Remembering Dick Hoyt

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Dick Hoyt died a few days ago. His is not your ordinary obit. There is no time for tears when celebrating a life so well-lived. 

Hoyt, 80, could have joined the pity parade after his son Rick was born with a severe form of cerebral palsy 59 years ago. Instead, he got up and ran, with Rick in tow. 

Together, they competed in thousands of races, including marathons and triathlons. They competed in the iconic Boston Marathon from 1980 to 2014. Dick did all the heavy lifting, pushing his son bound by a wheelchair, across the finish line all those times. 

Their first competitive event was a five-mile benefit run in the spring of 1977. Dick pushed Rick the entire distance. They finished next to last, but no one was keeping score. Since then, for decades, they paved an inspirational journey for people with disabilities and their families worldwide.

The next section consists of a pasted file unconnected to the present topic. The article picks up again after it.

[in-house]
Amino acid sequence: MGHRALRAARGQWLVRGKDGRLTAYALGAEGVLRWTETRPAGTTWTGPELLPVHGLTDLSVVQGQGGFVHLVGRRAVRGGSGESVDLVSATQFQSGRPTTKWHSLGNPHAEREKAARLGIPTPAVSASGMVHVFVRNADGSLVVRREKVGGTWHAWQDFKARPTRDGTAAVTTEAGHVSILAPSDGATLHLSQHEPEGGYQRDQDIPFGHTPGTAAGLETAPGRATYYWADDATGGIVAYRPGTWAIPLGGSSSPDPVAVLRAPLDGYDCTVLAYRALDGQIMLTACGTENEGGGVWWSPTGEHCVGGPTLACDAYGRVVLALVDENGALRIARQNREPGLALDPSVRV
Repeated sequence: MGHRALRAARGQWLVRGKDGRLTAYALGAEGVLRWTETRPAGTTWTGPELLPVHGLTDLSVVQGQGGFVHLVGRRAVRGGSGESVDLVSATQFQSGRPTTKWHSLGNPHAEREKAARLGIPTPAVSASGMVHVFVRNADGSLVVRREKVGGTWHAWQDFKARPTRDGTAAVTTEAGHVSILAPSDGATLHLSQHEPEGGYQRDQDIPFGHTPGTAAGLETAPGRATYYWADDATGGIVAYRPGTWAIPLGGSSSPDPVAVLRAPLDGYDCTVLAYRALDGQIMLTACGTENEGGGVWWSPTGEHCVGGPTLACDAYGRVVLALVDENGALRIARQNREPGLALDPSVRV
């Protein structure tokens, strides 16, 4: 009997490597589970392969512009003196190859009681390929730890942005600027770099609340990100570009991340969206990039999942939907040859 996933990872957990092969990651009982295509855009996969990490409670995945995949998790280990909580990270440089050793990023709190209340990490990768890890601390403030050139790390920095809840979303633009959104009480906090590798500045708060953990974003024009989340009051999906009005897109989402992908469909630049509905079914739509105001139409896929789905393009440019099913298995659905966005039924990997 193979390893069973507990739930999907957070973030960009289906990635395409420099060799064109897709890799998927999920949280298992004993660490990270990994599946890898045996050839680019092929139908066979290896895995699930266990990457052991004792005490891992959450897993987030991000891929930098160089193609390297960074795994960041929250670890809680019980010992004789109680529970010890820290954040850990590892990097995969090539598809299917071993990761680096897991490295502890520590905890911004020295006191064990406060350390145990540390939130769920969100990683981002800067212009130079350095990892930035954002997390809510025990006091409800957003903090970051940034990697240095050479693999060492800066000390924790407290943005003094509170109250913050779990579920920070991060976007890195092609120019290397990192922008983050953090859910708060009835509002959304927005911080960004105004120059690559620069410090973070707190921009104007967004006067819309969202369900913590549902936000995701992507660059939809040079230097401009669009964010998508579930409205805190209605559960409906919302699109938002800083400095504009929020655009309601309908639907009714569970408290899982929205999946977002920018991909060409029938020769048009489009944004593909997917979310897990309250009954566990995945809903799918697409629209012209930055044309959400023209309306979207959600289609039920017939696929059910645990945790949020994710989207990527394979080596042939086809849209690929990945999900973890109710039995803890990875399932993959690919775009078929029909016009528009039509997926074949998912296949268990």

“When my dad and I are out there on a run, a special bond forms between us,” Rick Hoyt told The New York Times in 2009, with the help of his computer voice program. “And it feels like there is nothing Dad and I cannot do.” 

They ran their fastest marathon in 1992 at the Marine Corps Marathon in Washington and Virginia. Their time of 2 hours 40 minutes 47 seconds, placed Hoyt first in the 50-to-59 age division, despite the extra weight he carried along the way. 

But it was never about the time. It was always about the father-and-son journey. 

“We had long since learned how to interpret our son’s smiles and nods,” Dick Hoyt wrote in his 2010 book, “Devoted: The Story of a Father’s Love for His Son.” 

Rick Hoyt is unable to speak. His head and knees are the only parts of his body he can move voluntarily. 

“Dad, when I’m running, it feels like I’m not disabled,” Rick told his father after that first race, according to the website of Team Hoyt, the charity the family established to help disabled athletes. 

Rick was once asked that if he could give his father one thing, what would it be? 

“The thing I’d most like is for my dad to sit in the chair and I would push him for once.” 

Growing Bolder spoke to Dick Hoyt about their incredible adventures in an in-depth conversation in 2014. Click here to listen to his entire interview.

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